Recently a portion of the MFIT’s “Ivy Style” exhibit was brought to Japan for display at Tokyo’s Isetan department store. Last week museum deputy director Patricia Mears posted a write-up on her trip to Japan to oversee the installation. Here are some highlights:
Although the run was only a week long, the buzz surrounding the exhibition and related events was intense. Radio shows devoted to the cult of Ivy were broadcast on Saturday and Sunday from a corner of the store devoted to pop-up shops of American firms such as Martin Greenfield and Individualized Shirts, as well as classic companies such as J. Press and Brooks Brothers.
One of the great highlights was meeting Shosuke and Rui Ishizu, the son and grandson of Van Jacket founder, Kensuke Ishizue, also of Take Ivy fame. Gracious, knowledgeable and possessing a wicked and sharp sense of humor, they conveyed how creative and ground- breaking Ishizu senior has been. Translation and additional information was communicated by the American expatriot, David Marx. David’s own work on Ivy in Japan will be the subject of an upcoming publication that will no doubt be a great addition to this field.
Those who follow the Tailor Caid blog will find this interesting:
I was able instead to meet one of Japan’s leading bespoke tailors, Yuhei Yamamoto, whose firm is called Caid, Modern Tailoring. Not only is Yamamoto a superb craftsman, he is an ardent connoisseur of mid-century American design. He collects objects ranging from Brooks Brothers Own Make suits (replete with hand workmanship) to vintage records and photographs of Henry Fonda, Steve McQueen, and Frank Sinatra. While he can replicate nearly anything, his own suits are a blend of continental panache and Ivy style ease. Belts have tabs identical to those worn by Sinatra and are finished off with shirts and ties of his own design and manufacture.
Finally Mears gives credit to the exhibits throng of attendees, “an audience that not only relished the chance to see historical Brooks Brothers material, but who are ardent advocates of Ivy style, keeping its classical elements alive and relevant.”
For the complete story, head over to the Museum At FIT’s website. — CC
Isn’t there some miracle diet that promises to burn fat while you sleep, so you can ostensibly wake up weighing less than when you went to sleep, without having to do anything except dream about donuts?
Now there’s another way to wake up slim.
This morning J. Crew sent an email touting slim-fit lounge pants and pajama sets. I had no idea that more body-conscious apparel is desirable when going to bed, when clearly what is desirable when going to bed doesn’t require any apparel.
As for the pajama sets, J. Crew must be trying to broaden its demographic. Males under 30 don’t wear pajamas any more than they wear watches. — CC
Paul Winston has had to clone himself in order to keep up with the sudden demand for his value-priced neckties. Look closely in the photo above and you can see there are three of him taking phone orders.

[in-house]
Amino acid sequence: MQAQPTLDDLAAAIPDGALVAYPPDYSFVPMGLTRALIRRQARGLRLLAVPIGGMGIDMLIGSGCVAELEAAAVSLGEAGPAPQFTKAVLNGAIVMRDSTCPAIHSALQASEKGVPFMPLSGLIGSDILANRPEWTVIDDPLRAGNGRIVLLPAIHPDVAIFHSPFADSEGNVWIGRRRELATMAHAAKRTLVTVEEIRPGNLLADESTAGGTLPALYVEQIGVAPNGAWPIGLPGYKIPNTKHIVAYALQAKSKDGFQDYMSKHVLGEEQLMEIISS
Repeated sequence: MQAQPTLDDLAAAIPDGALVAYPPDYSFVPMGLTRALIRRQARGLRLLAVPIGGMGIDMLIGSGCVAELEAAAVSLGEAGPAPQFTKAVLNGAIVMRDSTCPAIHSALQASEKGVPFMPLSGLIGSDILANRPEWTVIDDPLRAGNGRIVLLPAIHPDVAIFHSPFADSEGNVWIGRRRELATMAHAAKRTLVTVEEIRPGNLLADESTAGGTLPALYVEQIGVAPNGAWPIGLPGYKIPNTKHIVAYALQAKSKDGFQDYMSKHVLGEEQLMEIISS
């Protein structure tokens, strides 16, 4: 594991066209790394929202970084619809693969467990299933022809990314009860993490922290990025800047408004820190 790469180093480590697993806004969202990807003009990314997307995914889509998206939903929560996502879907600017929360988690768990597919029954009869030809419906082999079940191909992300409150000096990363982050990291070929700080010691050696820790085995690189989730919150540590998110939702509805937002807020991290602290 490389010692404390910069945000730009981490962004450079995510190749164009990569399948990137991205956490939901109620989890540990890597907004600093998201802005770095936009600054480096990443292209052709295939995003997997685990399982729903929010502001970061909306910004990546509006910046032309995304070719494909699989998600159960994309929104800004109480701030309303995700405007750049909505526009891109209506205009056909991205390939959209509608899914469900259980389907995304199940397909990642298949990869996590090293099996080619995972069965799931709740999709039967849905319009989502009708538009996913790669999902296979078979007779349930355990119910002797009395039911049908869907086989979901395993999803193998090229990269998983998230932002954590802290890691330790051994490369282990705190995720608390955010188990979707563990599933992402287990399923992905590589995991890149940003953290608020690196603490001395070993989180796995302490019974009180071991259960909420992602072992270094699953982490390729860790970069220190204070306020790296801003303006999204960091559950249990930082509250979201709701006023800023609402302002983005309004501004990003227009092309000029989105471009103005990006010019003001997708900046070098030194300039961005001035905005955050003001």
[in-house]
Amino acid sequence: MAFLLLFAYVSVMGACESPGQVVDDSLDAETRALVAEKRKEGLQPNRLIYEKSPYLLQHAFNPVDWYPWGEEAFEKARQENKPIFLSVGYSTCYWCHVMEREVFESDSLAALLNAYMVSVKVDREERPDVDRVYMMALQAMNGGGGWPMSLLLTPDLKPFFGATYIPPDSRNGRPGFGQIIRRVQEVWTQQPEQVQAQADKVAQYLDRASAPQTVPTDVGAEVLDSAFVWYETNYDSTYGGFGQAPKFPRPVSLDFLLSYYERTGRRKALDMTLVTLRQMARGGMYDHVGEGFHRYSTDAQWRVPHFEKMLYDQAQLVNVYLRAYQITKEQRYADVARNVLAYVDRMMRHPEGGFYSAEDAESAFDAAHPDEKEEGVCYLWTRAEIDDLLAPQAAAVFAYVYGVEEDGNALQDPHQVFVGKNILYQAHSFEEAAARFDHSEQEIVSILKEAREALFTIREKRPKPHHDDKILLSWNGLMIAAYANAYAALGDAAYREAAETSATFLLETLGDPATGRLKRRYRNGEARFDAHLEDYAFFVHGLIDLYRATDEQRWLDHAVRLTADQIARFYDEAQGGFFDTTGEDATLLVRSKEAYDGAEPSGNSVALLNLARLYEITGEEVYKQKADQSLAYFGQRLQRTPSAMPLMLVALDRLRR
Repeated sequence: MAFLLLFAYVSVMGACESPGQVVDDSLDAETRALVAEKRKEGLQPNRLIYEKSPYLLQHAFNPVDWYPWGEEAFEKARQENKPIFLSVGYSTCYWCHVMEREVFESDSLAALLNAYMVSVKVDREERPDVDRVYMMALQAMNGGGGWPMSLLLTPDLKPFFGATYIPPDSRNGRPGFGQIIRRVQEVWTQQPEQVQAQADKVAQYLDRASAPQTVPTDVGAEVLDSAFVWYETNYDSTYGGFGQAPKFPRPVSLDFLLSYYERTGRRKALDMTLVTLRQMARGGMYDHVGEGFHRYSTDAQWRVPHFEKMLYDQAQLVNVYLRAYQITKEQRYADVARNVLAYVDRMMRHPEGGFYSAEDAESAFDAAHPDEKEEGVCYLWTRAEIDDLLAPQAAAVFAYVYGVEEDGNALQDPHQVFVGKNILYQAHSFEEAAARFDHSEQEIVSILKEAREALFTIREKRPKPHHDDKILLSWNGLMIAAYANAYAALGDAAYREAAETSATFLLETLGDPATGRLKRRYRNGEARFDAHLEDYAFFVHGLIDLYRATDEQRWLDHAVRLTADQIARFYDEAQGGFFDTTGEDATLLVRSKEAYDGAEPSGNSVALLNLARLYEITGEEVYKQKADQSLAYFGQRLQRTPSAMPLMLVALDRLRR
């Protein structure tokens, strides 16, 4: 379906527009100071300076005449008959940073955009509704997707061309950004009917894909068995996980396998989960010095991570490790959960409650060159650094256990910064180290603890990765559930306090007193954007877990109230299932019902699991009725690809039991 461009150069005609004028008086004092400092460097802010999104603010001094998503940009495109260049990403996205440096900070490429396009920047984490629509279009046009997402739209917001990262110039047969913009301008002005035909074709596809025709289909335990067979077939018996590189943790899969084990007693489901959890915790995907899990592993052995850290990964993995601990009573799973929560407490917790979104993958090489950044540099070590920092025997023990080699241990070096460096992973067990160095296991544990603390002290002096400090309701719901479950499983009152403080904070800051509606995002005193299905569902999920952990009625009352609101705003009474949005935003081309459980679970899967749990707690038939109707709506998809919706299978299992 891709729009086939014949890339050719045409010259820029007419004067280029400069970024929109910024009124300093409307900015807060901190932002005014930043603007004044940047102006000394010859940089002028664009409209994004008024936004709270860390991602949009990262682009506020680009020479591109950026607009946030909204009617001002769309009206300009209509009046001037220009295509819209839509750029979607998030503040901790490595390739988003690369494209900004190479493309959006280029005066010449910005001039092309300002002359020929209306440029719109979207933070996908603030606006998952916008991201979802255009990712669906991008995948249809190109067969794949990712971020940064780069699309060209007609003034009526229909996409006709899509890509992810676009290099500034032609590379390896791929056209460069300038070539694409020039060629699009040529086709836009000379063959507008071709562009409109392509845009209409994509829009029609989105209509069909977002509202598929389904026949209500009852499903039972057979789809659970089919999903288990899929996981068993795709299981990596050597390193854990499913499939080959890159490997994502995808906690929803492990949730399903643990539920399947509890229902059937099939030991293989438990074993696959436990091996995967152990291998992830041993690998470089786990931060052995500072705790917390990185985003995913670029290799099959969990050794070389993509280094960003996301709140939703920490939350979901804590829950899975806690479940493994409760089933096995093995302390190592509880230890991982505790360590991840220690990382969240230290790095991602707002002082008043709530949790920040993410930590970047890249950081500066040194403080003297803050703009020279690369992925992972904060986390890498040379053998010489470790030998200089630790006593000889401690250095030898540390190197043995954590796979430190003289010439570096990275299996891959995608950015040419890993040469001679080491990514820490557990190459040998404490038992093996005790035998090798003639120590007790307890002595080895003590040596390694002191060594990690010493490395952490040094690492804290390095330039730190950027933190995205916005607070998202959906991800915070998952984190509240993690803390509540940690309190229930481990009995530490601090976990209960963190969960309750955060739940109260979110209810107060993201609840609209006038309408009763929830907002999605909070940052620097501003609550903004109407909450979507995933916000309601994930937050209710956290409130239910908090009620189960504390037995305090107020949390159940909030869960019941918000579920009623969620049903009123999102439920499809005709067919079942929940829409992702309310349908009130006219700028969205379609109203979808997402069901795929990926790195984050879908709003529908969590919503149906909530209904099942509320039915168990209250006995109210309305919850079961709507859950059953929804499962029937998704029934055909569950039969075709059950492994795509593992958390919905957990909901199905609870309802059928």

Earlier this week Paul Winston finally got around to putting up an ecommerce site for his wonderful neckties that bear the Chipp2 label. Before he’d told anybody, some trad found the site and shared the info, and one day after the site went live Winston had 100 orders.
Why? In part because he’s one of the last of the old guard, who worked at his family business Chipp, and whose father worked for J. Press before the war. Not surprising, people feel a connection to history when they order from him.
The other reason is the price. Chipp2 grenadines, knits and ancient madder ties are a modest $49.50. His witty “conversation ties,” as he calls them, are just $35.
Check out ChippNeckwear.com, but just know that navy grenadines are sold out until February. — CC
Those who can’t get enough of brushed Shetlands should thank Derek at Die, Workwear! who just tweeted about some Scottish-made ones from Norse Projects, a brand definitely under our radar.
The specs (especially the fully fashioned sleeve) are compelling:
Made in limited numbers for Norse
- Regular fit made from 100% Virgin lambswool
- Unique broken melange colours
- Yarn is spun using 100% green sourced electricity
- 2×2 knitted rib collar, cuff and hem
- Fully fashioned sleeves
- Norse Projects tab label at hem
- Made in Scotland
OK, maybe not the label at hem. But that should be easily removed. Best of all is the modest price of $131.
To see the nine color options, head over here. — CC
Brooks Brothers CEO Claudio Del Vecchio talks to Bloomberg TV’s “Street Smart” show about the brand’s current business strategy, including the upcoming steakhouse, which he says was inspired by his grandmother’s kitchen.
The hosts’ questions are on point, and include asking Del Vecchio if the more fashionable clothing risks alienating “the traditional East Coast customer.” He replies that the company needs to both have the new as well as “what we’re known for.
“When we made mistakes in the past,” he also says, “it was forgetting the traditional customer we had to try to get a new one.” — CC
Twenty-seven months and 20,000 balls after hitting my first, I finally made a swing on the third floor of Brooks Brothers (in my socks, no less) that the instructor said “could be on television.” Though it happened about six weeks ago, I just now got the video clip, from which these screenshots were taken.
Since then I’ve been unable to duplicate this miracle on 44th Street. (Continue)